The simple definition of spiritual abuse is: controlling or coercive behaviour in a religious context. However, widespread abuse in a faith-based context is much more nuanced, and may include:
manipulation and exploitation; enforced accountability; censorship of decision-making, requirements for secrecy and silence, pressure to conform, misuse of scripture or the pulpit to control behaviour, requirement of obedience to the abuser, the suggestion that the abuser has a ‘divine’ position, isolation from others, primarily those external to the abusive context. [as outlined by a Christian safeguarding charity formerly known as CCPAS, now Thirtyone:eight]
Spiritual abuse is, sadly, a widespread problem. It is often part and parcel of domestic violence in Christian homes, where the number of abused women is the same as outside of the church: 1 in 4.
Figuratively speaking, abusive husbands may use the Bible to bash about their wives’ heads as justification for despicable behaviour. Some (obviously very erroneously) dangle as bait the notion that a man is the head of his household, and his wife must submit to him. Others misinterpret the apostle Paul’s metaphorical language of the wife being “the weaker vessel”, and instead of following Paul’s command to treat their wives with love and honour, choose to beat them into submission.
“Submission” is perhaps the most controversial word in the Bible.
Evidently, it is not a cloak for abuse: instead, it is used to describe the act of willingly yielding to the leadership of another. Submission is not only used to describe husband-wife relationships, but also to characterise the way in which believers in the church are supposed to relate with one another. The criticism which must be levelled at the global church is that not enough leaders take the time to condemn abuse when they are teaching these scriptures.
Abuse in the home is perceived not to be a problem facing church members – which we know is grossly untrue. Shrouded by the culture of shame in not meeting up to “perfect Christian standards”, female victims feel more and more powerless to come forward to report what they are suffering in the home.
It is essential to state that when faced with a case of domestic abuse, many Christian leaders will rebuke the perpetrator and seek to protect his wife and children. However, devastatingly, there are also instances where women have been told that they must forgive their unchanged husbands and return to a home which is anything but sweet. Due to the pedestal on which many pastors are placed, few victims will go against the directive. Some may find that the leadership does not even believe them, and also takes their abuser’s side!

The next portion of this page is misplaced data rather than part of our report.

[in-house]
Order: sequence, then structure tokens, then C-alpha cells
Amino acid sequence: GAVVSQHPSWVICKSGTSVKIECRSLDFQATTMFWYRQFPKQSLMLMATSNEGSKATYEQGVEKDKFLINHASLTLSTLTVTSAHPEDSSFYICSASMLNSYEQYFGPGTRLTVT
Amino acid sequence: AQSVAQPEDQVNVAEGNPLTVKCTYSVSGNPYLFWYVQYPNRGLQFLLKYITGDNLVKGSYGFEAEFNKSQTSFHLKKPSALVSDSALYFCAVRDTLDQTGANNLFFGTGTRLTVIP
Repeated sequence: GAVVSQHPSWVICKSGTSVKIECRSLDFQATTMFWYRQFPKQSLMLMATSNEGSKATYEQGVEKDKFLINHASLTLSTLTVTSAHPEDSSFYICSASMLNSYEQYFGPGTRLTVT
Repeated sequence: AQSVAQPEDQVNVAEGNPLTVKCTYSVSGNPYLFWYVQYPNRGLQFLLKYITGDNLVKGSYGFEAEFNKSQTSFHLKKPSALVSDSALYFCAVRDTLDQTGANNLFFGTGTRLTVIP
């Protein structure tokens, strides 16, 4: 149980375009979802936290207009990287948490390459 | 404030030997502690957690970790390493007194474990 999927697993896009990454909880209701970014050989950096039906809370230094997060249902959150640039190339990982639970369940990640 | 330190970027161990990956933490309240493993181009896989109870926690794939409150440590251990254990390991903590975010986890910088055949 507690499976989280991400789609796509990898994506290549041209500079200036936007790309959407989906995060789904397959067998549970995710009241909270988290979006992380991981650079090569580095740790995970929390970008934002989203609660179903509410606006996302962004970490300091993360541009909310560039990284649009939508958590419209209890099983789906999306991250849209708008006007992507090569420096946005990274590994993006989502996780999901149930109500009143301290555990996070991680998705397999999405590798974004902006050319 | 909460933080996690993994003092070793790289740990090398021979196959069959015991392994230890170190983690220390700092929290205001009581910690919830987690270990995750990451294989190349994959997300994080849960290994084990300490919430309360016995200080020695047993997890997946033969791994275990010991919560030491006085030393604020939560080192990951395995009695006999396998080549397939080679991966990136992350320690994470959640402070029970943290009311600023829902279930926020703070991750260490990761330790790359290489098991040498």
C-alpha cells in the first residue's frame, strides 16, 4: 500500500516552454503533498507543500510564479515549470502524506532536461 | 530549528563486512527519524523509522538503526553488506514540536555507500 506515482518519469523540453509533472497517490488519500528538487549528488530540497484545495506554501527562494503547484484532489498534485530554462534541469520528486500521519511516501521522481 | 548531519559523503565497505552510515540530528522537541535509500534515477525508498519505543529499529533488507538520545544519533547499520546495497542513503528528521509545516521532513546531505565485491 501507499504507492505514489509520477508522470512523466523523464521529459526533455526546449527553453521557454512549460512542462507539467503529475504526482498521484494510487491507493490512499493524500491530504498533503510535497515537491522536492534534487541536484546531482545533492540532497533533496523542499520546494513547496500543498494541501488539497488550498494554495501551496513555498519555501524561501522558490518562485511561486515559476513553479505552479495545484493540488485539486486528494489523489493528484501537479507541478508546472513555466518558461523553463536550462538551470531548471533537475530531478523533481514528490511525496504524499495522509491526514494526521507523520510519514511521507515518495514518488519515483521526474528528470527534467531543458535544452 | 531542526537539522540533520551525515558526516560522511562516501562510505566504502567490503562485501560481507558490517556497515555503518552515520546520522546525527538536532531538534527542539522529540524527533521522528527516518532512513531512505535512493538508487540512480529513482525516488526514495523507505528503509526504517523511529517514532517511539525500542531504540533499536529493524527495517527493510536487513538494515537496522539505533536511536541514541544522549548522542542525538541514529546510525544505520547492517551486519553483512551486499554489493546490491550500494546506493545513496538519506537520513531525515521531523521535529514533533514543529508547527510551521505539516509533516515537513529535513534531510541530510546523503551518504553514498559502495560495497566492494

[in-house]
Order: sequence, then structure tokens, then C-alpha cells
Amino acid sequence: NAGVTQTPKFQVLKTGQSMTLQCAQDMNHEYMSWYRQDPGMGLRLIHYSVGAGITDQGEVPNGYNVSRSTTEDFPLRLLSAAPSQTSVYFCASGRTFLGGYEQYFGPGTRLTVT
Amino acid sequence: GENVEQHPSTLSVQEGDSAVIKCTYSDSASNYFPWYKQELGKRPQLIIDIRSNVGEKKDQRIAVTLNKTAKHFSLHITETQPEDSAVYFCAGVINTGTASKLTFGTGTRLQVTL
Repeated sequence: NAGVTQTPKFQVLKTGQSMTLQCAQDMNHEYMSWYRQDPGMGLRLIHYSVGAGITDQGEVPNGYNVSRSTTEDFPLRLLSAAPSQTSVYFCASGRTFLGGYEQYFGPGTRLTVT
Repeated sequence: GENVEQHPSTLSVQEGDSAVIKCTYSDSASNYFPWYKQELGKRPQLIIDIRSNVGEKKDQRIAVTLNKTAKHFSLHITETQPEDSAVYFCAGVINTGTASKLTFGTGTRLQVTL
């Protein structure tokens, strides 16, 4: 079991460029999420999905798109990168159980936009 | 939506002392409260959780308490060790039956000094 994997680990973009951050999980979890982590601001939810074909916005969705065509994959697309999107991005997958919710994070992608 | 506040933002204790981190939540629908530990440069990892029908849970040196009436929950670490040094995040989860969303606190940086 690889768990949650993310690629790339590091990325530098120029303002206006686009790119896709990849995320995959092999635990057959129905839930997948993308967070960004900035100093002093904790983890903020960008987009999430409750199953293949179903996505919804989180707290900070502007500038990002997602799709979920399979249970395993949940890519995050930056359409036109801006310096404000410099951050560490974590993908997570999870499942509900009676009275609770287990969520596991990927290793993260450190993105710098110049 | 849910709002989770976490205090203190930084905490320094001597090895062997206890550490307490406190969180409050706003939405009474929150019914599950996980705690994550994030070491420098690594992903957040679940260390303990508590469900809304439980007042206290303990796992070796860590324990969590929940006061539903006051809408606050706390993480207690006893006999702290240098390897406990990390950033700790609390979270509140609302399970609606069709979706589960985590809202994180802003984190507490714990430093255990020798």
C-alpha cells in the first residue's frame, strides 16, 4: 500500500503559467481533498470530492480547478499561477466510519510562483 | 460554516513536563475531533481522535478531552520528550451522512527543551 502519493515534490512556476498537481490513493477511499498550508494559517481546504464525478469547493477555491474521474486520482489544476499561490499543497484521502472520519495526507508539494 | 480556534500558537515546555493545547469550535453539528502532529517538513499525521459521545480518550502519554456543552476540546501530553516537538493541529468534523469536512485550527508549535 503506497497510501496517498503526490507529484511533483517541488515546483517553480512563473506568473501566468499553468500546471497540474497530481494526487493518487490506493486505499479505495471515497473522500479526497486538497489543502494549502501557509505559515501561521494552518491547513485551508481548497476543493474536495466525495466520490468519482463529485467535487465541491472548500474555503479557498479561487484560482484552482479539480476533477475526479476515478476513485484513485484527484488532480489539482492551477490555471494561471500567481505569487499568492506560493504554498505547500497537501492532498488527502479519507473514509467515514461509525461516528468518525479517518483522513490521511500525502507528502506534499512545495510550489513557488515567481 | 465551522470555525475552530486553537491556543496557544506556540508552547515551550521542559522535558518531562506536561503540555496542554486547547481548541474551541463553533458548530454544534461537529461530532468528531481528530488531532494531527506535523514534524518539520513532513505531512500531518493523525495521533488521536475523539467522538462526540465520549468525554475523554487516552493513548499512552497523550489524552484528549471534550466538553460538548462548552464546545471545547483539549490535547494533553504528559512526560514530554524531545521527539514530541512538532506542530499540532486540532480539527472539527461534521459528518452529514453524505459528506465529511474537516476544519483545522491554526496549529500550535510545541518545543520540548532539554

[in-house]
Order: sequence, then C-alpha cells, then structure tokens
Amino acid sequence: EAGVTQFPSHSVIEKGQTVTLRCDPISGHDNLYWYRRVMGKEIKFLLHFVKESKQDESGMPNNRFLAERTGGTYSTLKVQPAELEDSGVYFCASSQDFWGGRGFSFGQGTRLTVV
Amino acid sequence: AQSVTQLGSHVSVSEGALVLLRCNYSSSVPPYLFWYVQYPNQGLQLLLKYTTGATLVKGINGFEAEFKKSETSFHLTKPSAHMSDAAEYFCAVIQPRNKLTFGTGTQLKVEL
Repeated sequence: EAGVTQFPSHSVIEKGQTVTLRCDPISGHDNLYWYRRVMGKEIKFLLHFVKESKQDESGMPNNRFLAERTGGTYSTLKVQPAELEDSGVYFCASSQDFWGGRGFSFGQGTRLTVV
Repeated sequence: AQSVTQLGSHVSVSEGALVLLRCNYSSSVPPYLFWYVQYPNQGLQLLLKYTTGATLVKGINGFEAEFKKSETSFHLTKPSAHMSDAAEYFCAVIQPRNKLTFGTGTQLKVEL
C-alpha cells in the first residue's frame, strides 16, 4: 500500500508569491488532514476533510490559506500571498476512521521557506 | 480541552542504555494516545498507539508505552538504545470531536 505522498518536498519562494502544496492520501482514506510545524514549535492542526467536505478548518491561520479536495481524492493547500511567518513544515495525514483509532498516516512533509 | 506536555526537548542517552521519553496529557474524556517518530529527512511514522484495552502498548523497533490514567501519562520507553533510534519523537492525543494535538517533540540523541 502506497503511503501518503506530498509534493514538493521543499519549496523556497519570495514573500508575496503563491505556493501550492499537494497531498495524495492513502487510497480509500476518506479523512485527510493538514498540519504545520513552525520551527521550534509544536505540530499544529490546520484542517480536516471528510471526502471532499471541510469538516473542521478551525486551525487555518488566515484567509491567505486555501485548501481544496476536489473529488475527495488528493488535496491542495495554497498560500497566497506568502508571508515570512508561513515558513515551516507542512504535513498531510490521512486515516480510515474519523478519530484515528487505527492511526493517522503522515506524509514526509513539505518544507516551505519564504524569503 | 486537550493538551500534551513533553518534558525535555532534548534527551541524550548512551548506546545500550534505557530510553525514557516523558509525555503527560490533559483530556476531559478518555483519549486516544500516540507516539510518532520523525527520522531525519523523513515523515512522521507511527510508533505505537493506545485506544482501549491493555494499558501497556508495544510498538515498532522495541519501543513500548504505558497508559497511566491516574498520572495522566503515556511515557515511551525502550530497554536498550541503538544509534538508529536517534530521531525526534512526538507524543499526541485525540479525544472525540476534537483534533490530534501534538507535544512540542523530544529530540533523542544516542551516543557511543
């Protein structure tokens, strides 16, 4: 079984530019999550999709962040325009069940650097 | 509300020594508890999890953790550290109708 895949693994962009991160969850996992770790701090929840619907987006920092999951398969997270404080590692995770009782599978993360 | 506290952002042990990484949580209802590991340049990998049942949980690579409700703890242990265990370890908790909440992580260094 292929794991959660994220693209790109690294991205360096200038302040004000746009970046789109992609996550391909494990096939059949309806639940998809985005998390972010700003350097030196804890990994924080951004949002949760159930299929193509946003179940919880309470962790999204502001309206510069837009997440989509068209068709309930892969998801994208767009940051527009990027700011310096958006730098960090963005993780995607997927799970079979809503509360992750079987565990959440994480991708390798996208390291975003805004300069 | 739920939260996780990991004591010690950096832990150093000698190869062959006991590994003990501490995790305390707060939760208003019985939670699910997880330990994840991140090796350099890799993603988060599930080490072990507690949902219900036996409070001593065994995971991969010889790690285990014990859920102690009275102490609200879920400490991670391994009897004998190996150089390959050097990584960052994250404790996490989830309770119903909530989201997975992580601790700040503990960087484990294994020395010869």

Many Christian women also feel acutely aware of the fact that “God hates divorce”, and thus may even feel guilty for wanting to escape what has now become a very unsafe institution. It goes without saying that God hates for any of His creations to be harmed, and thus Christian leaders should not hesitate to assure such women that their safety comes first.
Spiritual abuse is not just limited to the home, of course. Male leaders have been known to abuse their power, knowing those under them will feel they have no choice but to submit to their authority. I have heard cases of pastors forcing women in their churches to sleep with them, citing the fact that they must “obey your pastor”. Examples of pastors and youth workers sexually molesting young girls exist too.
It is beyond concerning when a man has reached such a level of dominance over his congregation that he feels he can demand sexual favours with impunity.
Spiritual abuse occurs in all manner of faith-based contexts; I have focused on spiritual abuse in the church because I am a Christian and Press Red is a Christian-led organisation. However, Islam is another context in which spiritual abuse occurs. The matter of “temporary marriages”, sanctioned by the Shiite wing of Islam, has been directly linked to the systematic exploitation of young girls and women – by Muslim clerics. One of the clerics in the BBC documentary Undercover with the Clerics: Iraq’s Secret Sex Trade, is quoted describing child sexual exploitation as “halal”, saying: “Nine years old plus, there’s no problem.” The founder of Islam, Mohammed, was known to have acquired a wife when she was just six, consummating the union once she was nine, and he was fifty-three. Some argue that systematic spiritual abuse is unconquerable in such a context, further pointing to Islamic texts where a woman is deemed as worth half as much as a man because of “the deficiency” of her mind.
It is scary to think of how many supposed “men of God” use the name of God in vain, to legitimise their ungodly behaviours. We must call them out.